Despite the fact that the US has lifted its guidance, not everyone is willing to give up their masks.

Spread the love
Some tourists wear masks at the Lincoln Memorial in Washington, DC, where not everyone is ready to give up face coverings just yet

A day after the top US health department relaxed Covid-19 mask limits, many residents were already seen wandering around Washington, DC, sporting face masks.

Among them was Chloe, a student who seemed to be completely vaccinated but was also wearing her black face mask.

“I believe the announcement… came as a surprise to many people. It came as such a surprise to me “The student, who did not want to be identified by her last name, told AFP on Friday.

Chloe, 20, described the CDC announcement as “hopeful” but she plans to keep wearing her mask for the time being.

“If I see more people not wearing masks, it’ll make me feel comfortable not wearing masks,” she said. “And then just seeing the number of people who are vaccinated in the US will definitely help. If that number goes up, I might feel more comfortable taking it off.”

But “it’s really important to recognize that the pandemic’s still going on.”

Currently, only 36 percent of people are fully vaccinated in the United States, where the pandemic has killed more than 580,000.

READ ALSO:  Biden addresses Fakhrizadeh's assassination, Iran nuclear program

“Yesterday, I was not really into the idea” of going maskless, said Lauren, who wore a white cloth face mask. “Even though I’m vaccinated, what if there’s some slight chance that I’m around somebody who’s sick? A non-vaccinated person?”

The 36-year-old consultant, who also chose to only give her first name, told AFP she plans to keep her mask handy when she’s out and decide whether to put it on based on a “day-to-day, even hour-to-hour feeling.”

“It has kind of become a part of our face. I feel kind of bare without it,” Lauren said, adding her mask sometimes can feel like a “security blanket.”

Health experts say it’s normal to feel anxious about returning to normal life, given how hard the last year has been.

Yet, as Dr. Amesh Adalja warns, there is such a thing as being too cautious: “The science is showing that if you’re fully vaccinated, the virus is going to treat you very differently, so you can act very differently.”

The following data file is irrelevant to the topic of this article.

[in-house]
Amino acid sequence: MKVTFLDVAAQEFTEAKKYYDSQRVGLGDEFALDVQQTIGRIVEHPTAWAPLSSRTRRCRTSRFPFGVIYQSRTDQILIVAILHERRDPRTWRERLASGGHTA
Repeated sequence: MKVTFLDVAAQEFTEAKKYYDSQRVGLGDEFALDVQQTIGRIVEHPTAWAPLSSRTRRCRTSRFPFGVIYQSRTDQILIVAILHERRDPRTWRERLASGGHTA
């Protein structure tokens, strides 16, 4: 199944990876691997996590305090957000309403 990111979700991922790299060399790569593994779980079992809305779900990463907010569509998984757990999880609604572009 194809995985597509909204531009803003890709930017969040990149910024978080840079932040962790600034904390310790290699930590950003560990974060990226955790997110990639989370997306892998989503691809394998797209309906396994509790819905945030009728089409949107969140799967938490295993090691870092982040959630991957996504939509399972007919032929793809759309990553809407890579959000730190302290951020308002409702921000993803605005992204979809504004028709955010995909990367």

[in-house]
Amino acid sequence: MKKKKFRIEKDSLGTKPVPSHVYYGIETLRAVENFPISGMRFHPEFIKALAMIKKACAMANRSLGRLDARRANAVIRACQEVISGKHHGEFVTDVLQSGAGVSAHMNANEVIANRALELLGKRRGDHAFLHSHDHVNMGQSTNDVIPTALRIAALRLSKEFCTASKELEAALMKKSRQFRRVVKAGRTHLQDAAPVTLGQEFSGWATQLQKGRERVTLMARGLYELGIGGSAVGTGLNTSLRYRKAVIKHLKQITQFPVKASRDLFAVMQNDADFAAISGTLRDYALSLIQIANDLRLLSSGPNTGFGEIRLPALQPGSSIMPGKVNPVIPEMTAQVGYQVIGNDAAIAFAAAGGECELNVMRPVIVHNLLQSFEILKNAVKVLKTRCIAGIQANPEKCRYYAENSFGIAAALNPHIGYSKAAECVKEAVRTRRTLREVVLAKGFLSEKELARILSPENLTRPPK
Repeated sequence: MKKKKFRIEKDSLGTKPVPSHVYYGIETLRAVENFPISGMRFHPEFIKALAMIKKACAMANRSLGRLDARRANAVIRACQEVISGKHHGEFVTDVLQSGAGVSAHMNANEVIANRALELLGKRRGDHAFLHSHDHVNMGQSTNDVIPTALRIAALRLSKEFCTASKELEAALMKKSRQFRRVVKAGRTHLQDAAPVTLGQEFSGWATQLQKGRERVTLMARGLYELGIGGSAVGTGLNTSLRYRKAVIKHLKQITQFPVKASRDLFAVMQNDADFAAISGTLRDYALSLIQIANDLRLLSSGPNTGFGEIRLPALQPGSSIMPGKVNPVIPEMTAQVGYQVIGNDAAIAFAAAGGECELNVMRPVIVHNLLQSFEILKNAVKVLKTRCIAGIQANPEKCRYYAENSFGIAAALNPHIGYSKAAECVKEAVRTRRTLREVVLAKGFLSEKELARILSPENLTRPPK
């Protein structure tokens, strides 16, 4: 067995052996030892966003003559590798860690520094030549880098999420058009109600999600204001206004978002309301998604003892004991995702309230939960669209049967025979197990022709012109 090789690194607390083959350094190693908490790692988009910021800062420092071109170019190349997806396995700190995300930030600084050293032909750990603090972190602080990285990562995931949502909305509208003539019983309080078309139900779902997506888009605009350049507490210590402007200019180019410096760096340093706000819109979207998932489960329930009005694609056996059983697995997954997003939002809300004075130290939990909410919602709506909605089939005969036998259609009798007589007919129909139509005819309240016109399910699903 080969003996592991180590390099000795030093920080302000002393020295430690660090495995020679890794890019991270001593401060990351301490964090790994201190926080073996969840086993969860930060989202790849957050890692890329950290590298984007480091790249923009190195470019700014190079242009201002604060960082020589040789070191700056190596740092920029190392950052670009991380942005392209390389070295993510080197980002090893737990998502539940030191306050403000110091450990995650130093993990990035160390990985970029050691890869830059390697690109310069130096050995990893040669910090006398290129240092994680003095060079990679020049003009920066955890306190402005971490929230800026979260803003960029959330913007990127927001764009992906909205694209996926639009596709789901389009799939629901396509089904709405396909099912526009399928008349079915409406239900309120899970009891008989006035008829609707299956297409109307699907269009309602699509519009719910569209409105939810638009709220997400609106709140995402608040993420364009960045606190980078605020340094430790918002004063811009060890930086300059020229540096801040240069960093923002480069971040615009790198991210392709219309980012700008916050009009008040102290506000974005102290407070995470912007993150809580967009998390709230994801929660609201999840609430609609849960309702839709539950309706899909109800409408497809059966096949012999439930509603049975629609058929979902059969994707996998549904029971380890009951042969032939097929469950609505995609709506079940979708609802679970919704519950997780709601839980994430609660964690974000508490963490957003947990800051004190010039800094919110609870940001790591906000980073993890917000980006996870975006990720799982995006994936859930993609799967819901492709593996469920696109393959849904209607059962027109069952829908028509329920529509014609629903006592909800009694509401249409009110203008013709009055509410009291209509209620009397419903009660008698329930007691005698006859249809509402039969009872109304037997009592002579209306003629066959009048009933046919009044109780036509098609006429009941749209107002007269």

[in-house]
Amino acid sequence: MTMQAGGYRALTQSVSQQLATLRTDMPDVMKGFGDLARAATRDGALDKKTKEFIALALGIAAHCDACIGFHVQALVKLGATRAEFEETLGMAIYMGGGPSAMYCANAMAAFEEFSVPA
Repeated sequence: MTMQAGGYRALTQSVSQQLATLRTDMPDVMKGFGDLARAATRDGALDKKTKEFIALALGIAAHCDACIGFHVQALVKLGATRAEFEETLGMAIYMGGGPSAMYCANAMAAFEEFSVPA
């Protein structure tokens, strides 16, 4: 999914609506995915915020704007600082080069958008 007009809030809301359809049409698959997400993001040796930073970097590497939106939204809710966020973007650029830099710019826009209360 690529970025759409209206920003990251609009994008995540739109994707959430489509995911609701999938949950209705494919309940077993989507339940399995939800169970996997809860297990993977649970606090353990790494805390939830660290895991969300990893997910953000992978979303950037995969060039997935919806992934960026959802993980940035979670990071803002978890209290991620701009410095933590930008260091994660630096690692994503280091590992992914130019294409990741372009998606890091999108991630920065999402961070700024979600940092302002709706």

READ ALSO:  WHO warns of rise in new COVID-19 variants in Africa

According to Adalja, a senior scholar at the Johns Hopkins Bloomberg School of Public Health, part of the issue is that the CDC was overly conservative during the pandemic and has now surprised people with what seems to be a more proactive move.

When the Centers for Disease Control and Prevention declared on Thursday that people who have been completely vaccinated against Covid-19 no longer needed to wear masks indoors, President Joe Biden applauded the announcement, calling it a “great day” for the world worst affected by the pandemic.

 

Comedic takes flooded Twitter, but their humor belied users’ deeper-seated anxiety over the issue.

“We don’t have to wear masks anymore if we’re vaccinated but what if I’m mistaken for a republican,” another woman wrote, referring to political divisions over masks.

“This is a just a note to say that masks are like weighted face blankets and I’m keeping mine forever,” tweeted author Glennon Doyle.

According to Adalja, “people didn’t develop the ability to risk calculate.”

READ ALSO:  U.S. warship transits Taiwan Strait for second time in two weeks

“There just was a lot of precautionary principles that got carried away to a point that I think it’s going to be hard for people who totally embraced all of that to jettison it,” he told AFP.

But “what value are you deriving from the vaccine if you’re not actually living your life?”

Lauren ultimately agrees: “I’m really desperate to see people’s faces again,” she said. “I want to be able to smile at people.”

 176 

Leave a Reply